Wherever needed statistical analysis was applied. The data given are expressed as ± standard error means (SEM). The median effective concentrations (EC50 values) are given with 95 % confidence intervals. Student’s t-test was applied with p < 0.05 noted as significantly different.
Phytochemical analysis of the crude extract of Viscum album and its ethyl acetate fraction
Ethyl acetate fraction
+ + +
+ + +
+ + +
+ + +
+ + +
+ + +
+ + +
+ + +
+ + +
+ + +
+ + +
Effect on rabbit jejunum
Effect on rabbit aorta
Medicinally, V. album is used for gut and cardiac disorders especially hypertension by the local healers . To the best of our knowledge and according to the literature search, there is no scientific evidence for its traditional uses in these disorders. Owing to the gastrointestinal relaxation properties, the crude extract derived from V. album was tested on the isolated preparation of rabbit jejunum. Such isolated preparations display spontaneous rhythmic contractions, which allow the direct evaluation of the relaxant (spasmolytic) effects of the samples without the use of an agonist (spasmogen) . Va. Cr showed antispasmodic activity in a dose-dependent manner similarly to that of verapamil, which is considered as a standard calcium channel blocking agent . Activation of the contractile elements of smooth muscles including those of the rabbit jejunum preparations is dependent on an increase in the concentration of cytoplasmic free Ca++ . The cellular Ca++ is increased either by influx through voltage-dependent Ca++ channels or discharge from intracellular depots present in sarcoplasmic reticulum. The spontaneous movements of the intestine are regulated by the periodic depolarization and repolarization. The action potential emerges as a swift influx of Ca++ through voltage dependent Ca++ channels at the peak of depolarization . Furthermore, the interchange of the intracellular and extracellular calcium stores also initiates the periodic depolarization and repolarization in jejunal tissues . In the light of the above discussion, it is concluded that Va. Cr and Va. EtAc may inhibit the spontaneous contractions of the rabbit jejunum by interfering either with the Ca++ release from the Ca++ stores or with the Ca++ influx through voltage dependent Ca++ channels. It was reported previously that the chemical constituents occurring in various medicinal plants execute their spasmolytic activities through blockade of the Ca++ channels . Preliminary phytochemical analysis indicated presence of flavonoids, saponins and tannins, which has further strengthen our findings as plant derived flavonoids , saponins  and tannins  have been found to possess CCB effect, which might be the active candidate (s) responsible for the spasmolytic effect of V. album.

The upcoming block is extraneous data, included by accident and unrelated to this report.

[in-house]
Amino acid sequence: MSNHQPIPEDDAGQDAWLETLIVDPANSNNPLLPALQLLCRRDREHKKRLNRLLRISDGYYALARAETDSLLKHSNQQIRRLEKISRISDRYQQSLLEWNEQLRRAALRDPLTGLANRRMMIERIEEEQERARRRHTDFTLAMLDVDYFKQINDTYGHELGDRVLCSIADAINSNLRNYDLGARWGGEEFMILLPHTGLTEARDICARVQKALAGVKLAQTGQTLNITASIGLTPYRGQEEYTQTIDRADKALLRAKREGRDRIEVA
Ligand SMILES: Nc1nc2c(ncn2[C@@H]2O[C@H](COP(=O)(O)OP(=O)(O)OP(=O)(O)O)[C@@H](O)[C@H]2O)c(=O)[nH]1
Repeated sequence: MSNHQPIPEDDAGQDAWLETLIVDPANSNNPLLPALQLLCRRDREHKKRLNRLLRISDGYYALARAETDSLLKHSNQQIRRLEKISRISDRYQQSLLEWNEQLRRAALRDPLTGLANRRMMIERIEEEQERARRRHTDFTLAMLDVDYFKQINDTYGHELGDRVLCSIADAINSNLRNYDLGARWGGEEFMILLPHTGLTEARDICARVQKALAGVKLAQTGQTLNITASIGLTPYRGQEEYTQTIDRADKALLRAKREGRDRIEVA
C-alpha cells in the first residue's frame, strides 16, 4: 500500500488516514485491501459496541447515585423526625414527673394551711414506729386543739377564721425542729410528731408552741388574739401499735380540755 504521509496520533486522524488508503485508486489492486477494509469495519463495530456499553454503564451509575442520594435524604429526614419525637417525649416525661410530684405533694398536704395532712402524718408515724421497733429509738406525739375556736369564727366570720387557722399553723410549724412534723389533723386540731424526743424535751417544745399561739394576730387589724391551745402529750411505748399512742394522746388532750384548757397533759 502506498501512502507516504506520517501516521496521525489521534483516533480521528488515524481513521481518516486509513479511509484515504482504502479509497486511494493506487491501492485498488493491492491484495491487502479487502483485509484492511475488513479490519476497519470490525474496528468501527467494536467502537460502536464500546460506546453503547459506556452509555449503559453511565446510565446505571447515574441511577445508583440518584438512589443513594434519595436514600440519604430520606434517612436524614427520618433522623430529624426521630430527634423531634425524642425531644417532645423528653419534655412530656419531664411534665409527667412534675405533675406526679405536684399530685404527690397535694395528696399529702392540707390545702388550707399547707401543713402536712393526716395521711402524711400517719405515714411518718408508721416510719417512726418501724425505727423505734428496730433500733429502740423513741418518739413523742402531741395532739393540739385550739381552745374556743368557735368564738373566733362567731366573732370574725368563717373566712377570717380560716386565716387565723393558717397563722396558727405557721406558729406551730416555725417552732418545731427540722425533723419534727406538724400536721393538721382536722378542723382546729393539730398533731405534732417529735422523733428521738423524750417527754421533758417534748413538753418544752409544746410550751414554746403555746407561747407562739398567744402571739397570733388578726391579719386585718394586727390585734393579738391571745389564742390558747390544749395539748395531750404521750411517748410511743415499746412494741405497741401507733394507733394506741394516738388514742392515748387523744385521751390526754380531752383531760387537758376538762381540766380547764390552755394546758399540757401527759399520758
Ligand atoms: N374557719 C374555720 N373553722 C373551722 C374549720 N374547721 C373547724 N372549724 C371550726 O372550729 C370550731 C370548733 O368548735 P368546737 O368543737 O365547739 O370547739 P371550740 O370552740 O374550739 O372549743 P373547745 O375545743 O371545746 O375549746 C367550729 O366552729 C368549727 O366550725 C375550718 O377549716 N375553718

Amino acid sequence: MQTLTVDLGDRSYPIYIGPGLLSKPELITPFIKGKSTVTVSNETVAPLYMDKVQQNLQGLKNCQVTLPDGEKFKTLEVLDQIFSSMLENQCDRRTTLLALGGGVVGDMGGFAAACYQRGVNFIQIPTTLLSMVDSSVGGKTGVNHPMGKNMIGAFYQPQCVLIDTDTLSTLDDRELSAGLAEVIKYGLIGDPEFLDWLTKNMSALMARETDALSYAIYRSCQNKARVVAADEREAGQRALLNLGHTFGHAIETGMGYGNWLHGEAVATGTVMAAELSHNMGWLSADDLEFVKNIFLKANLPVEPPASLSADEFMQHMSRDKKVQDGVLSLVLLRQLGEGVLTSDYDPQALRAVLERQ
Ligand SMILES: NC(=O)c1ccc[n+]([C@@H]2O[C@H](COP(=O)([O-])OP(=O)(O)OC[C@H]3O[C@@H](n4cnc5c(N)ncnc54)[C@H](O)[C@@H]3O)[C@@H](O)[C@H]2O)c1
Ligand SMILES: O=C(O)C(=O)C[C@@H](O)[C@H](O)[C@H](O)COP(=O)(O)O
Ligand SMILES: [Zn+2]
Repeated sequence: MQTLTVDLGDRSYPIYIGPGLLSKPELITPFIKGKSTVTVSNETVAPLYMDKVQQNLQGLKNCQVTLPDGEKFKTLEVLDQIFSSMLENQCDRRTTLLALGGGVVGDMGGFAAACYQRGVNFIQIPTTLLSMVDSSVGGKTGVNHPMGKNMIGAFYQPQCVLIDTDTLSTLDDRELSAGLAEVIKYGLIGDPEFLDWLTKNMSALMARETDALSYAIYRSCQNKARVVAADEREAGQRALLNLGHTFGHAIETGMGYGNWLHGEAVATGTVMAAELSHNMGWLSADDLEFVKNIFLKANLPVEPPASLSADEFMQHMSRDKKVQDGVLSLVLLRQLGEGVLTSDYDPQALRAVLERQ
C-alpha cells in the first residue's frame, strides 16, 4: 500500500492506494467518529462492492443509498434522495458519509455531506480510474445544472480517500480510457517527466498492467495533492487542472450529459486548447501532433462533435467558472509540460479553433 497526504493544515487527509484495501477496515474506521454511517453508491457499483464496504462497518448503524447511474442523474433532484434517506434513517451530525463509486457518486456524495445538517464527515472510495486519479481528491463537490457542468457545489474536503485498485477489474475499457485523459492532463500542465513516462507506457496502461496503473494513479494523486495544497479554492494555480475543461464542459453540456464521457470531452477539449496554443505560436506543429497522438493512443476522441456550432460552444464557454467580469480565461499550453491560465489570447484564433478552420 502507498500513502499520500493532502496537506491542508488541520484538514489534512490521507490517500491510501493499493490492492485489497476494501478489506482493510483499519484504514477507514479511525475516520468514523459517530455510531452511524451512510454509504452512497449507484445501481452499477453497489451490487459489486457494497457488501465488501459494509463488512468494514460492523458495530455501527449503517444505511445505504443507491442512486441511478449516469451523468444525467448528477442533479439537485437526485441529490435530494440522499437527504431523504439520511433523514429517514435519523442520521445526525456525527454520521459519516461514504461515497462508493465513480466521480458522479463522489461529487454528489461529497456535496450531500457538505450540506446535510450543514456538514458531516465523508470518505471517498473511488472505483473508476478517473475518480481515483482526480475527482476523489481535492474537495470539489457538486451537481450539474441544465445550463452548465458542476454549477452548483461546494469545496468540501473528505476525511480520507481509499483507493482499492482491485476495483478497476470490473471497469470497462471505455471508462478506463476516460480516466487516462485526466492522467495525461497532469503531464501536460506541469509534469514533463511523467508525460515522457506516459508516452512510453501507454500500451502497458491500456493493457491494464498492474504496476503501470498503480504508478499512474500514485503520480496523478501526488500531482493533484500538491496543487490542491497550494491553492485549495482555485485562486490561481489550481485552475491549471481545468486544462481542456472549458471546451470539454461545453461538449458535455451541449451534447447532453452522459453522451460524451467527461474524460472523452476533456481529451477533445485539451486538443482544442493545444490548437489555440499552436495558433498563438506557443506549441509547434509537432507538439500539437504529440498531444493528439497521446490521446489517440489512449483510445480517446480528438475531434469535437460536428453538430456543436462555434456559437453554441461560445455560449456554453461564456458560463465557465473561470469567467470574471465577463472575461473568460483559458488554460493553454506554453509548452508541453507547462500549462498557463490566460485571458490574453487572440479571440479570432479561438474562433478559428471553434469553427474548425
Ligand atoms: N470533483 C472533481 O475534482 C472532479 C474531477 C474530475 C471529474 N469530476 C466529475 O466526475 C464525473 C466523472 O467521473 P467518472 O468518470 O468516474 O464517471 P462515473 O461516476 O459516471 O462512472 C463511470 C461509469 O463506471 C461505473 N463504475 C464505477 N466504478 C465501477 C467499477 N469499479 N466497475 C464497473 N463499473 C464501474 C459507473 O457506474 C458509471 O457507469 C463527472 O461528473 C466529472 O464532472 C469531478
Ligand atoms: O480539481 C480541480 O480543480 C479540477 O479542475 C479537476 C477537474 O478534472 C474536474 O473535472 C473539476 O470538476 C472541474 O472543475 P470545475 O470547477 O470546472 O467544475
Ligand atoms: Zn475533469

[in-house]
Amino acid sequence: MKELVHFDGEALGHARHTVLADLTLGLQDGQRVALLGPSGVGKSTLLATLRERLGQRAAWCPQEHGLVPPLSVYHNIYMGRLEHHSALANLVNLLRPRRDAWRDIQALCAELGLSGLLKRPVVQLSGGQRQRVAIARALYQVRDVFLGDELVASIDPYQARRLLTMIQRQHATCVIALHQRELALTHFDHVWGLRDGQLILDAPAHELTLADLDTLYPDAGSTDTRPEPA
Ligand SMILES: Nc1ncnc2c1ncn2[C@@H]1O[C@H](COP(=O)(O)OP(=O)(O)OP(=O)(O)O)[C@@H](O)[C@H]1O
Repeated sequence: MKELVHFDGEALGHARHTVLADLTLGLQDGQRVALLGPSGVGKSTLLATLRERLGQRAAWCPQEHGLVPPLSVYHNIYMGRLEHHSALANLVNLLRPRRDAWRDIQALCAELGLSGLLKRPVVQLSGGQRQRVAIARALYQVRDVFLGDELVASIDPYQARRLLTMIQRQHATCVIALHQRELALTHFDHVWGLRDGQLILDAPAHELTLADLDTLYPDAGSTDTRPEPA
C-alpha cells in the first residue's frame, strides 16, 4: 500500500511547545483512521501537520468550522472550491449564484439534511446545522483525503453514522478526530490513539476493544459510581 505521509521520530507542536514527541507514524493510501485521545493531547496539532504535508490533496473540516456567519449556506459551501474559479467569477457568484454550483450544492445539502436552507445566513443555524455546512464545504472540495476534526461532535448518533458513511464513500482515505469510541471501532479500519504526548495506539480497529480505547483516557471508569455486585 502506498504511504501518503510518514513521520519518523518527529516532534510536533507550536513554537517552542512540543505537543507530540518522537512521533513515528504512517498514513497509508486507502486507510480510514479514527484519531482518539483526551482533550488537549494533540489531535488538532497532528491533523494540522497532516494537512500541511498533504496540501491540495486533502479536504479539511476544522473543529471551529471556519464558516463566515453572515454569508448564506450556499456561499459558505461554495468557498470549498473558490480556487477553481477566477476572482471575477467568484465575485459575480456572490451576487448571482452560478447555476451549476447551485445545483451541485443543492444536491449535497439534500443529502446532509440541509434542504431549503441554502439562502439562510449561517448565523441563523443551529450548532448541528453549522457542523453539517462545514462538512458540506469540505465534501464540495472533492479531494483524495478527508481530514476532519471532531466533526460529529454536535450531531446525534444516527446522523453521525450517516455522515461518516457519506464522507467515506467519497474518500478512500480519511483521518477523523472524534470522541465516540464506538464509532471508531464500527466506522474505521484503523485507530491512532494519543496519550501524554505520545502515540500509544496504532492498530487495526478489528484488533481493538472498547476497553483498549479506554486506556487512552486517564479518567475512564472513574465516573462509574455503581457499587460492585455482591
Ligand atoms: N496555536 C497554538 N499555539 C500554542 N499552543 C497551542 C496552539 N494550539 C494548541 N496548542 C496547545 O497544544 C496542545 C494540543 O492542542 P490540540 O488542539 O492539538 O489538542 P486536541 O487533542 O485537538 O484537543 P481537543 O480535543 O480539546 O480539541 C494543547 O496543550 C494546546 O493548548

Sustained contractions of the of the rabbit jejunum were induced by the introduction of a high concentration of K+ in order to see if the Va. Cr and Va. EtAc mediate the spasmolytic effect through inhibition of calcium entry. Va. Cr and Va. EtAc were added cumulatively, which relaxed the induced contraction in a concentration-dependent manner. This clearly suggested an inhibitory effect on the Ca++ entry. The high K+-induced contractions depend on Ca++ entry through voltage-dependent Ca++ channels  and substances capable of inhibiting such contractions are assumed to have a possible calcium entry blocking effect . Therefore, the inhibition of K+ (80 mM)-induced contractions of rabbit jejunum by Va. Cr and Va. EtAc may reflect inhibitory effect on the Ca++ entry through voltage-dependent Ca++ channels. This hypothesis was further confirmed by the pre-incubation of the jejunal preparations with the extract, which caused a shift in the Ca++ concentration response curves to the right similarly to verapamil . This rightward displacement may be due to the presence of phytochemicals like alkaloids and tannins in Va. Cr and Va. EtAc as these types of constituents have shown calcium entry blocking activity. The results of the current study clearly indicated that the extract of V. album possesses antispasmodic activity. It is possible that this activity of the extract may be due to the calcium entry blocking effect as CCB are considered useful antispasmodic agents . The preliminary phytochemical investigations revealed the presence of tannins, alkaloids, saponins and flavonoids (Table 1), which are effective CCB agents . Therefore, the spasmolytic activity of Va. Cr and Va. EtAc may possibly be due to the presence of the calcium channel antagonizing constituents.